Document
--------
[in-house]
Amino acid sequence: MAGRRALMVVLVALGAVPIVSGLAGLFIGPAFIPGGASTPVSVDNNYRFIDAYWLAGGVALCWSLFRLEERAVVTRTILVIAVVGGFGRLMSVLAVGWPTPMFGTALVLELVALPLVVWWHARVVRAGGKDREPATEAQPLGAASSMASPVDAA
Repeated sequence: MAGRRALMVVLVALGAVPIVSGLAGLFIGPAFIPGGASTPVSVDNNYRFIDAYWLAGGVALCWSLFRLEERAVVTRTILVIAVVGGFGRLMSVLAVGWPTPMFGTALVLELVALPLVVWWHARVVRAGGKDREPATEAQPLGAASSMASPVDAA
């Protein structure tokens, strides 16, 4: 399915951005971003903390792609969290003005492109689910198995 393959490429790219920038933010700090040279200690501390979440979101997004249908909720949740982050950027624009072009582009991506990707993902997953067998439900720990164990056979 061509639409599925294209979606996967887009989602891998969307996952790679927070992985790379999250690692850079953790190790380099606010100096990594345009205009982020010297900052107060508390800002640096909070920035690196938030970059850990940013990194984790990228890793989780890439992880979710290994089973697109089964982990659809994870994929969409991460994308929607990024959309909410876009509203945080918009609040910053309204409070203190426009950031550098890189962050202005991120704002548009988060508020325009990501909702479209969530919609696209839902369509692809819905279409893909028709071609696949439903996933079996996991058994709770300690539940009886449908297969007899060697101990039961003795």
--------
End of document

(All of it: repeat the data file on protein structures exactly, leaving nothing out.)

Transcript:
[in-house]
Amino acid sequence: MAGRRALMVVLVALGAVPIVSGLAGLFIGPAFIPGGASTPVSVDNNYRFIDAYWLAGGVALCWSLFRLEERAVVTRTILVIAVVGGFGRLMSVLAVGWPTPMFGTALVLELVALPLVVWWHARVVRAGGKDREPATEAQPLGAASSMASPVDAA
Repeated sequence: MAGRRALMVVLVALGAVPIVSGLAGLFIGPAFIPGGASTPVSVDNNYRFIDAYWLAGGVALCWSLFRLEERAVVTRTILVIAVVGGFGRLMSVLAVGWPTPMFGTALVLELVALPLVVWWHARVVRAGGKDREPATEAQPLGAASSMASPVDAA
């Protein structure tokens, strides 16, 4: 399915951005971003903390792609969290003005492109689910198995 393959490429790219920038933010700090040279200690501390979440979101997004249908909720949740982050950027624009072009582009991506990707993902997953067998439900720990164990056979 061509639409599925294209979606996967887009989602891998969307996952790679927070992985790379999250690692850079953790190790380099606010100096990594345009205009982020010297900052107060508390800002640096909070920035690196938030970059850990940013990194984790990228890793989780890439992880979710290994089973697109089964982990659809994870994929969409991460994308929607990024959309909410876009509203945080918009609040910053309204409070203190426009950031550098890189962050202005991120704002548009988060508020325009990501909702479209969530919609696209839902369509692809819905279409893909028709071609696949439903996933079996996991058994709770300690539940009886449908297969007899060697101990039961003795």